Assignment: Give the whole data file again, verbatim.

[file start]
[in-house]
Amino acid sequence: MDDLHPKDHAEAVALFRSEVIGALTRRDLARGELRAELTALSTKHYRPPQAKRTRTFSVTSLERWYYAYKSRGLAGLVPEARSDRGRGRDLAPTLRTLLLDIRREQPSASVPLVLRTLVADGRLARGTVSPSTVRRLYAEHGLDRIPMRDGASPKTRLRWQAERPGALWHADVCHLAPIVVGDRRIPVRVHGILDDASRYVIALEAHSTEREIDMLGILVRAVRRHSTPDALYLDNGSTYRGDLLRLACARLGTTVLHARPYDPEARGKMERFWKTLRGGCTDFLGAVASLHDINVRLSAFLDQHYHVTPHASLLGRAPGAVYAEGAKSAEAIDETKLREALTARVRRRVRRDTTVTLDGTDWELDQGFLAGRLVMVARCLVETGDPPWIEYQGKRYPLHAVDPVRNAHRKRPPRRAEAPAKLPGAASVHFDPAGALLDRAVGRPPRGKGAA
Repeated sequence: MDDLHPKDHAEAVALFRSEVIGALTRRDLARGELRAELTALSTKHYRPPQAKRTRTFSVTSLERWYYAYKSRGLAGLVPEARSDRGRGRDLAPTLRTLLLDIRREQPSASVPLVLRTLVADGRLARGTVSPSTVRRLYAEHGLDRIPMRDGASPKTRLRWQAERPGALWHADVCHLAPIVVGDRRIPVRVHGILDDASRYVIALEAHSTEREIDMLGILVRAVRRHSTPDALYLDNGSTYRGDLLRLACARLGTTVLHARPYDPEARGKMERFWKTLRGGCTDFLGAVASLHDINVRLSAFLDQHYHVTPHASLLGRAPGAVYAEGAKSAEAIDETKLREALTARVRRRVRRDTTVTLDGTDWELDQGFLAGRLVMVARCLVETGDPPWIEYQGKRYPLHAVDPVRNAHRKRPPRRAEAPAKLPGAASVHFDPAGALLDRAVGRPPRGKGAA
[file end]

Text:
[in-house]
Amino acid sequence: MDDLHPKDHAEAVALFRSEVIGALTRRDLARGELRAELTALSTKHYRPPQAKRTRTFSVTSLERWYYAYKSRGLAGLVPEARSDRGRGRDLAPTLRTLLLDIRREQPSASVPLVLRTLVADGRLARGTVSPSTVRRLYAEHGLDRIPMRDGASPKTRLRWQAERPGALWHADVCHLAPIVVGDRRIPVRVHGILDDASRYVIALEAHSTEREIDMLGILVRAVRRHSTPDALYLDNGSTYRGDLLRLACARLGTTVLHARPYDPEARGKMERFWKTLRGGCTDFLGAVASLHDINVRLSAFLDQHYHVTPHASLLGRAPGAVYAEGAKSAEAIDETKLREALTARVRRRVRRDTTVTLDGTDWELDQGFLAGRLVMVARCLVETGDPPWIEYQGKRYPLHAVDPVRNAHRKRPPRRAEAPAKLPGAASVHFDPAGALLDRAVGRPPRGKGAA
Repeated sequence: MDDLHPKDHAEAVALFRSEVIGALTRRDLARGELRAELTALSTKHYRPPQAKRTRTFSVTSLERWYYAYKSRGLAGLVPEARSDRGRGRDLAPTLRTLLLDIRREQPSASVPLVLRTLVADGRLARGTVSPSTVRRLYAEHGLDRIPMRDGASPKTRLRWQAERPGALWHADVCHLAPIVVGDRRIPVRVHGILDDASRYVIALEAHSTEREIDMLGILVRAVRRHSTPDALYLDNGSTYRGDLLRLACARLGTTVLHARPYDPEARGKMERFWKTLRGGCTDFLGAVASLHDINVRLSAFLDQHYHVTPHASLLGRAPGAVYAEGAKSAEAIDETKLREALTARVRRRVRRDTTVTLDGTDWELDQGFLAGRLVMVARCLVETGDPPWIEYQGKRYPLHAVDPVRNAHRKRPPRRAEAPAKLPGAASVHFDPAGALLDRAVGRPPRGKGAA